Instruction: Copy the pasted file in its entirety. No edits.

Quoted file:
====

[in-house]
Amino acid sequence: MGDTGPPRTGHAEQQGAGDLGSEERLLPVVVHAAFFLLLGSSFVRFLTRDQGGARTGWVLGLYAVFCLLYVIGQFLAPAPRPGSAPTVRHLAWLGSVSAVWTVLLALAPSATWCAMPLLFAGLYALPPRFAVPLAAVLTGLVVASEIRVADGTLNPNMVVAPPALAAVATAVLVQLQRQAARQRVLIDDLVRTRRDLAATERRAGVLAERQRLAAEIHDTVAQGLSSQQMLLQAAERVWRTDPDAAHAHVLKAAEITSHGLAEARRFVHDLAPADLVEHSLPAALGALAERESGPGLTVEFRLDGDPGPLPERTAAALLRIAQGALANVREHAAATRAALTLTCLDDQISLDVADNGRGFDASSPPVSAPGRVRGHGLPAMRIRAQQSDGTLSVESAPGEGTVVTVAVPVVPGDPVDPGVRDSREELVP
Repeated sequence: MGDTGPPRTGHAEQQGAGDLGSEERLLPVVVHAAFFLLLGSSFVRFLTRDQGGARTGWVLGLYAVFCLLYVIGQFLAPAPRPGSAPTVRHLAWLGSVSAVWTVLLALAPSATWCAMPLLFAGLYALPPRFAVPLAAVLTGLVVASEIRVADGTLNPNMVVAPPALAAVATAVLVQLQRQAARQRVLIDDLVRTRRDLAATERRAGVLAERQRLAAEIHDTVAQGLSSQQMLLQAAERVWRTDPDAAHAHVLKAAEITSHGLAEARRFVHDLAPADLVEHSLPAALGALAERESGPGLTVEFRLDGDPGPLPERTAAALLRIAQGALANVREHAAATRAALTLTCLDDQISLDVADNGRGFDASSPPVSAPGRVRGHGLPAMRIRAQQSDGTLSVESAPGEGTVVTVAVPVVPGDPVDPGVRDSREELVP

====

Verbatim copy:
[in-house]
Amino acid sequence: MGDTGPPRTGHAEQQGAGDLGSEERLLPVVVHAAFFLLLGSSFVRFLTRDQGGARTGWVLGLYAVFCLLYVIGQFLAPAPRPGSAPTVRHLAWLGSVSAVWTVLLALAPSATWCAMPLLFAGLYALPPRFAVPLAAVLTGLVVASEIRVADGTLNPNMVVAPPALAAVATAVLVQLQRQAARQRVLIDDLVRTRRDLAATERRAGVLAERQRLAAEIHDTVAQGLSSQQMLLQAAERVWRTDPDAAHAHVLKAAEITSHGLAEARRFVHDLAPADLVEHSLPAALGALAERESGPGLTVEFRLDGDPGPLPERTAAALLRIAQGALANVREHAAATRAALTLTCLDDQISLDVADNGRGFDASSPPVSAPGRVRGHGLPAMRIRAQQSDGTLSVESAPGEGTVVTVAVPVVPGDPVDPGVRDSREELVP
Repeated sequence: MGDTGPPRTGHAEQQGAGDLGSEERLLPVVVHAAFFLLLGSSFVRFLTRDQGGARTGWVLGLYAVFCLLYVIGQFLAPAPRPGSAPTVRHLAWLGSVSAVWTVLLALAPSATWCAMPLLFAGLYALPPRFAVPLAAVLTGLVVASEIRVADGTLNPNMVVAPPALAAVATAVLVQLQRQAARQRVLIDDLVRTRRDLAATERRAGVLAERQRLAAEIHDTVAQGLSSQQMLLQAAERVWRTDPDAAHAHVLKAAEITSHGLAEARRFVHDLAPADLVEHSLPAALGALAERESGPGLTVEFRLDGDPGPLPERTAAALLRIAQGALANVREHAAATRAALTLTCLDDQISLDVADNGRGFDASSPPVSAPGRVRGHGLPAMRIRAQQSDGTLSVESAPGEGTVVTVAVPVVPGDPVDPGVRDSREELVP